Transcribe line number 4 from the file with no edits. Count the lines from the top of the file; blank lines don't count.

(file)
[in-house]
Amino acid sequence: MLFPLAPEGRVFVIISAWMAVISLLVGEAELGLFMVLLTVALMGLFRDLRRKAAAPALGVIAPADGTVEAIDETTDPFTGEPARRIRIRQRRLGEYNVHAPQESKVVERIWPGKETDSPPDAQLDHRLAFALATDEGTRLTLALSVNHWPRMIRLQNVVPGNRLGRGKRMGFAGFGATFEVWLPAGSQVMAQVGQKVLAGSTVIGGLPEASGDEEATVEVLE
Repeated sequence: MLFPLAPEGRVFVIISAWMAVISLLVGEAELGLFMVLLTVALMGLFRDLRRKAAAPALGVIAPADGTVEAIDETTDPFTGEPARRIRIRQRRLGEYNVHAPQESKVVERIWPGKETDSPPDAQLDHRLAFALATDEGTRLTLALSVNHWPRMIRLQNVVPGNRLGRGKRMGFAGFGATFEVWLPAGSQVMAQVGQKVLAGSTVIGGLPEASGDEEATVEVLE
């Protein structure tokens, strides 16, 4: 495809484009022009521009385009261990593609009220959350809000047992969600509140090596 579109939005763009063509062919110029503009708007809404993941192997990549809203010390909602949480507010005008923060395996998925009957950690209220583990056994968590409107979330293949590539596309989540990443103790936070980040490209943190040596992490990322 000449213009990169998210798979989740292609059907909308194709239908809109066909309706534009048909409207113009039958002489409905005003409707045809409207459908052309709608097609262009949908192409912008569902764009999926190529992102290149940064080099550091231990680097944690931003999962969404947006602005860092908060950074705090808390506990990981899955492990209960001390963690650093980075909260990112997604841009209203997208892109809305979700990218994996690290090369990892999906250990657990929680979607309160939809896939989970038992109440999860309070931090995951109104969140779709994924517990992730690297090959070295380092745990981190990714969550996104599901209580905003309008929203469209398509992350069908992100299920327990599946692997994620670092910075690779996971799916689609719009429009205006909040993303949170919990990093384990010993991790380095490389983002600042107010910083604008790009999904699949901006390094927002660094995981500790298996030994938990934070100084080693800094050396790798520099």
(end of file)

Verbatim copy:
């Protein structure tokens, strides 16, 4: 495809484009022009521009385009261990593609009220959350809000047992969600509140090596 579109939005763009063509062919110029503009708007809404993941192997990549809203010390909602949480507010005008923060395996998925009957950690209220583990056994968590409107979330293949590539596309989540990443103790936070980040490209943190040596992490990322 000449213009990169998210798979989740292609059907909308194709239908809109066909309706534009048909409207113009039958002489409905005003409707045809409207459908052309709608097609262009949908192409912008569902764009999926190529992102290149940064080099550091231990680097944690931003999962969404947006602005860092908060950074705090808390506990990981899955492990209960001390963690650093980075909260990112997604841009209203997208892109809305979700990218994996690290090369990892999906250990657990929680979607309160939809896939989970038992109440999860309070931090995951109104969140779709994924517990992730690297090959070295380092745990981190990714969550996104599901209580905003309008929203469209398509992350069908992100299920327990599946692997994620670092910075690779996971799916689609719009429009205006909040993303949170919990990093384990010993991790380095490389983002600042107010910083604008790009999904699949901006390094927002660094995981500790298996030994938990934070100084080693800094050396790798520099």